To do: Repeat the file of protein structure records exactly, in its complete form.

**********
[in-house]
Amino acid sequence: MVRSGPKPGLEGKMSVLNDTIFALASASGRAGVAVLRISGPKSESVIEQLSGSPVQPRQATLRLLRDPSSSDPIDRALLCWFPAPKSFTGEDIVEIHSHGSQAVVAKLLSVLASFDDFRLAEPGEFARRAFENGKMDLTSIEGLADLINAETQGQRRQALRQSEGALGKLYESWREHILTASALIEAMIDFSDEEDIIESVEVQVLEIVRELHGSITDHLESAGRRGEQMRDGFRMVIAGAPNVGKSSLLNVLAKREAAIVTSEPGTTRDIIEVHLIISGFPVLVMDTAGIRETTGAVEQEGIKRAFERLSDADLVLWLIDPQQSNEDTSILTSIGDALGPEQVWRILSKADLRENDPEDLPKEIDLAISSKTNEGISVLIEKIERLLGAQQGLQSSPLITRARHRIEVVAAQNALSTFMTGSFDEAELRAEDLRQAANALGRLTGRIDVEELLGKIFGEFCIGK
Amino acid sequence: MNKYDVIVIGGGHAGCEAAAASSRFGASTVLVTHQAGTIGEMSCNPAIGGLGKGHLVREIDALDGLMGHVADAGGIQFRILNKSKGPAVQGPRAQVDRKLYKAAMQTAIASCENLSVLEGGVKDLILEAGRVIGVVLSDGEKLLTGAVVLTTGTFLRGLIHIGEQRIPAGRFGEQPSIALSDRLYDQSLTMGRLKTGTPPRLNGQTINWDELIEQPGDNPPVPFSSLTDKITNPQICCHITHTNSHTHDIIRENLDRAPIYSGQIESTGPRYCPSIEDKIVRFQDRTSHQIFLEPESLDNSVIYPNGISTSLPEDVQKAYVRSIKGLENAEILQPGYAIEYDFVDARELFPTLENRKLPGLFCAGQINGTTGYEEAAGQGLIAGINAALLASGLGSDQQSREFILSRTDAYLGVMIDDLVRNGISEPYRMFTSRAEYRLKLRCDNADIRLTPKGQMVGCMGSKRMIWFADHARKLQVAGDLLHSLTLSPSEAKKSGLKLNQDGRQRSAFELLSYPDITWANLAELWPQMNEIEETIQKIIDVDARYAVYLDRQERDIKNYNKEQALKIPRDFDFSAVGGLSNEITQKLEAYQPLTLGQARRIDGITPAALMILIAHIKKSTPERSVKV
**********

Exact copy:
[in-house]
Amino acid sequence: MVRSGPKPGLEGKMSVLNDTIFALASASGRAGVAVLRISGPKSESVIEQLSGSPVQPRQATLRLLRDPSSSDPIDRALLCWFPAPKSFTGEDIVEIHSHGSQAVVAKLLSVLASFDDFRLAEPGEFARRAFENGKMDLTSIEGLADLINAETQGQRRQALRQSEGALGKLYESWREHILTASALIEAMIDFSDEEDIIESVEVQVLEIVRELHGSITDHLESAGRRGEQMRDGFRMVIAGAPNVGKSSLLNVLAKREAAIVTSEPGTTRDIIEVHLIISGFPVLVMDTAGIRETTGAVEQEGIKRAFERLSDADLVLWLIDPQQSNEDTSILTSIGDALGPEQVWRILSKADLRENDPEDLPKEIDLAISSKTNEGISVLIEKIERLLGAQQGLQSSPLITRARHRIEVVAAQNALSTFMTGSFDEAELRAEDLRQAANALGRLTGRIDVEELLGKIFGEFCIGK
Amino acid sequence: MNKYDVIVIGGGHAGCEAAAASSRFGASTVLVTHQAGTIGEMSCNPAIGGLGKGHLVREIDALDGLMGHVADAGGIQFRILNKSKGPAVQGPRAQVDRKLYKAAMQTAIASCENLSVLEGGVKDLILEAGRVIGVVLSDGEKLLTGAVVLTTGTFLRGLIHIGEQRIPAGRFGEQPSIALSDRLYDQSLTMGRLKTGTPPRLNGQTINWDELIEQPGDNPPVPFSSLTDKITNPQICCHITHTNSHTHDIIRENLDRAPIYSGQIESTGPRYCPSIEDKIVRFQDRTSHQIFLEPESLDNSVIYPNGISTSLPEDVQKAYVRSIKGLENAEILQPGYAIEYDFVDARELFPTLENRKLPGLFCAGQINGTTGYEEAAGQGLIAGINAALLASGLGSDQQSREFILSRTDAYLGVMIDDLVRNGISEPYRMFTSRAEYRLKLRCDNADIRLTPKGQMVGCMGSKRMIWFADHARKLQVAGDLLHSLTLSPSEAKKSGLKLNQDGRQRSAFELLSYPDITWANLAELWPQMNEIEETIQKIIDVDARYAVYLDRQERDIKNYNKEQALKIPRDFDFSAVGGLSNEITQKLEAYQPLTLGQARRIDGITPAALMILIAHIKKSTPERSVKV